et al., 2016). The psychoactive effects of orally administered ayahuasca begin within 30–40 min, peak around 1.5/2 hr, and gradually disappear in 4–6 hr after ingestion, and include perceptual alterations, introspection, and positive mood, although transient increases in psychotic and mania symptoms may also occur (de Araujo et al., 2012; dos Santos, Balthazar, et al., 2016). Nausea and vomiting are the most frequent adverse effects reported (dos Santos, Balthazar, et al., 2016). Dysphoric reactions, such as transient disorientation, anxiety, or suspiciousness/paranoia, are rare and short-lived, and usually respond well to verbal support and disappear completely after the expected time of action of ayahuasca without the need of medical intervention (dos Santos, Balthazar, et al., 2016; Riba & Barbanoj, 2006; Riba et al., 2001). In controlled settings, no prolonged adverse reactions of ayahuasca were ever reported (dos Santos, Balthazar, et al., 2016; Riba & Barbanoj, 2006; Riba et al., 2001). These results are similar to previous studies involving the administration of other hallucinogens that also act as 5-HT2A agonists, such as psilocybin and lysergic acid diethylamide (LSD) (Cohen, 1960; Strassman, 1984; Studerus, Kometer, Hasler, & Vollenweider, 2011). Adverse reactions to these drugs can be classified along a temporalseverity- frequency continuum, from acute, short-lived reactions, involving anxiety, fear, panic, or psychotic symptoms (a “bad trip”), which are the most common adverse reactions and are often fairly benign, to subacute and chronic talked about the therapeutic potentials of ayahuasca, she started reading anecdotal and scientific reports describing anxiolytic effects of ayahuasca and decided to participate in an ayahuasca ritual in a place near her city in Brazil, a country that allows the religious use of ayahuasca (Labate et al., 2009). At the time of the episode, she was obtaining graduate training in a Brazilian university. Ms. A did not provide a detailed description of the ritual setting, such as her impressions of the place, if there were experienced guides to coordinate the ceremony and help in the case of difficult experiences, or if there was some kind of preparation before (and integration after) the ritual. She just described the setting as a place where ayahuasca rituals were performed. The lack of a detailed description of the setting could reflect the fact that this was the first time that Ms. A was ingesting ayahuasca; therefore, she did not have any mark of reference how an appropriate setting and integration would look like. During the ceremony, she ingested two consecutive ayahuasca doses, separated by a 2-hr interval. Unfortunately, given the retrospective nature of the report, it was not possible to perform a chemical analysis in the ayahuasca sample used by Ms. A. Although she did not feel any psychoactive effects with the first dose, after the second dose (the exact time was not reported by her), she began to experience very intense anxiety, panic, and hopelessness, and also arrhythmia: “I was 100 times more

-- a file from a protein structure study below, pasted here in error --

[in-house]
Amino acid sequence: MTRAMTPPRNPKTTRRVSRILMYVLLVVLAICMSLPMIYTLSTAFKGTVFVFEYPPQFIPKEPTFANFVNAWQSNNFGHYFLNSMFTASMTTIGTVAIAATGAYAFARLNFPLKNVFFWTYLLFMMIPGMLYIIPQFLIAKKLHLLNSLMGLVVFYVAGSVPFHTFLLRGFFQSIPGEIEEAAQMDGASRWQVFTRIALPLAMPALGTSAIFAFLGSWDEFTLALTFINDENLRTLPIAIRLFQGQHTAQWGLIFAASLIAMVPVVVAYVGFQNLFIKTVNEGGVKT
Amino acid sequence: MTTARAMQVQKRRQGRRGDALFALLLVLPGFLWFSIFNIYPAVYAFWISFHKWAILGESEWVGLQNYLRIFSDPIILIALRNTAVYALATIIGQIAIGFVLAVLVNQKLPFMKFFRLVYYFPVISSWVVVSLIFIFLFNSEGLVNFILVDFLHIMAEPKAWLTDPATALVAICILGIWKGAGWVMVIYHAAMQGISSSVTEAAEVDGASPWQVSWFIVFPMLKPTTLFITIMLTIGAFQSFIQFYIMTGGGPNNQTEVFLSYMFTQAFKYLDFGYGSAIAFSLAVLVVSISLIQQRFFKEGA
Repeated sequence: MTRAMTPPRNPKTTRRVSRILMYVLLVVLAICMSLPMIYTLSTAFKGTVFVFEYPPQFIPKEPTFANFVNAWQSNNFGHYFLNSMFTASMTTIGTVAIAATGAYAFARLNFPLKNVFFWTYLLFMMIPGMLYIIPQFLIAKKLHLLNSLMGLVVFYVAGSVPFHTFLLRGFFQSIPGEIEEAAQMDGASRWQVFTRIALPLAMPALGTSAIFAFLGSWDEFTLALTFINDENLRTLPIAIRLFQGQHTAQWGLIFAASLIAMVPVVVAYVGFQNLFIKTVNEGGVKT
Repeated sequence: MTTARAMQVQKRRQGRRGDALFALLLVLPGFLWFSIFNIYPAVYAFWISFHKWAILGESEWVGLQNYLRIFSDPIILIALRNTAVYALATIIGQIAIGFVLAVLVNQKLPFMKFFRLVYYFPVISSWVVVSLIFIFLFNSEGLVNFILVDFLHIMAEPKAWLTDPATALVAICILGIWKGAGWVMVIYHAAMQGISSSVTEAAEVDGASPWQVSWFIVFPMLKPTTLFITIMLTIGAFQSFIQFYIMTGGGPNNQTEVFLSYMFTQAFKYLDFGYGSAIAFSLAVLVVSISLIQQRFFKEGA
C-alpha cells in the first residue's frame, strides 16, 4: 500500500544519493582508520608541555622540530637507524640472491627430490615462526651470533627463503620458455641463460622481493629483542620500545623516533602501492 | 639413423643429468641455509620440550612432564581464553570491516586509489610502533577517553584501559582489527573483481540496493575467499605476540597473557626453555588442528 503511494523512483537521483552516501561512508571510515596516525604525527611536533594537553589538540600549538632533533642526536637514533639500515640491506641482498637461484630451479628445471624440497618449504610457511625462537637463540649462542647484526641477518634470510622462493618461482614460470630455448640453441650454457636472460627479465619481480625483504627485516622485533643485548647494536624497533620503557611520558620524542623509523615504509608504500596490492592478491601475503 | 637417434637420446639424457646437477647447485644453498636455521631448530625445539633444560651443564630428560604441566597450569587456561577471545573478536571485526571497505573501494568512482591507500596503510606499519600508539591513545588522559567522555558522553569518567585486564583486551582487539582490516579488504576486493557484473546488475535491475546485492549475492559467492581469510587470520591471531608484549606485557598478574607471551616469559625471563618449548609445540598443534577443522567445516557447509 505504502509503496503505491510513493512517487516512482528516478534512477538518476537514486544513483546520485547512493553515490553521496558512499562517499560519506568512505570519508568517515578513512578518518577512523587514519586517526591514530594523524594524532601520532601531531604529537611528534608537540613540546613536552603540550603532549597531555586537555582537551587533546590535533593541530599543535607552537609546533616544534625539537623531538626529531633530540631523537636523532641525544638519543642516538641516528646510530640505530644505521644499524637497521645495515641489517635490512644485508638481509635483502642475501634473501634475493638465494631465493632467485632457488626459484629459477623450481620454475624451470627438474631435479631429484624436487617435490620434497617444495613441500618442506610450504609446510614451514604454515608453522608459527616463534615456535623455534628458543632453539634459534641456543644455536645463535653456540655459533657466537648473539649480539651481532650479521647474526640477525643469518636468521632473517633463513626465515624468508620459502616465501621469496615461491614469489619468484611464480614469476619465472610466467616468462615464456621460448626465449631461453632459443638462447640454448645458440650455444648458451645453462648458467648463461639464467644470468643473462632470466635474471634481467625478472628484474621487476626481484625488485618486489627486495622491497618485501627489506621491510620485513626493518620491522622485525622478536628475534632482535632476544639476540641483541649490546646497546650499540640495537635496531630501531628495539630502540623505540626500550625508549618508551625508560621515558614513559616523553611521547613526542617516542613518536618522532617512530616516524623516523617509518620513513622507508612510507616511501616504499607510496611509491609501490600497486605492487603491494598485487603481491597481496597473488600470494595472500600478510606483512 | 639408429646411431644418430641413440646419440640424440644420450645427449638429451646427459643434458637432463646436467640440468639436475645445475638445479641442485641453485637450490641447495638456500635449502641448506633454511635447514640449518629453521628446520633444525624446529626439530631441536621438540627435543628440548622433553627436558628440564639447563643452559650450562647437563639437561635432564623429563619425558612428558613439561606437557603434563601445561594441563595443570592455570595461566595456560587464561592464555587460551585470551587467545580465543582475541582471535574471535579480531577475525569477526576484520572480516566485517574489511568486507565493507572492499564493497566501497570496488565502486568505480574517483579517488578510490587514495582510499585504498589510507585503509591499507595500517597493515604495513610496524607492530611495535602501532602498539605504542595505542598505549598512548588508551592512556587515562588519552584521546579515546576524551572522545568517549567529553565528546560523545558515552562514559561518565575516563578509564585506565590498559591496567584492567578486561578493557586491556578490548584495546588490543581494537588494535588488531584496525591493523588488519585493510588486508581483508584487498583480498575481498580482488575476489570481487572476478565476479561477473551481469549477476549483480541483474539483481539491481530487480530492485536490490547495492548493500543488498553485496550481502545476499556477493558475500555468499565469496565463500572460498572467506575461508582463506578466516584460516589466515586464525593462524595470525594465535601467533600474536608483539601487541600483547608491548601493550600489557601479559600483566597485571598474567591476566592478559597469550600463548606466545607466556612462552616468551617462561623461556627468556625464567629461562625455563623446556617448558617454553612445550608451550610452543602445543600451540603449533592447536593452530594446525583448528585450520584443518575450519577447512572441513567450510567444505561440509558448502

anxious than normal,” “I panicked with the idea of never being able to come back to my normal mental state again,” “I was unable to stop moving around, and the feeling of hopelessness stayed with me for hours, until the end of the ritual,” “I knew that I was not going to die, but the arrhythmia was worrying me so much that I asked one of the ritual organizers if there was any physician present, but there was none.” Ms. A did not report the presence or emergence of complicated and anxiety-provoking psychological material during the episode. Some of the organizers tried to make her calm and comfortable, and she even tried to take a shower in the attempt to reduce her anxiety, but the psychological suffering persisted for the next 8 hr of the ritual. After this period, anxiety symptoms began to reduce their intensity but continued to concern her. Ms. A was able to drive to the hotel where she was staying, and anxiety symptoms continued to reduce their intensity in the following hours. However, Ms. A still felt anxiety and hopelessness for the next 3 days, and resumed her psychiatric treatment when she finally felt better. Currently, Ms. A is using mirtazapine, clonazepam, and zolpidem everyday, and her anxiety and insomnia have improved. Interestingly, despite the adverse psychiatric effects associated with ayahuasca ingestion, Ms. A also attributed some beneficial effects to her experience, such as reductions in alcohol and cannabis use and increase in yoga and meditation practices.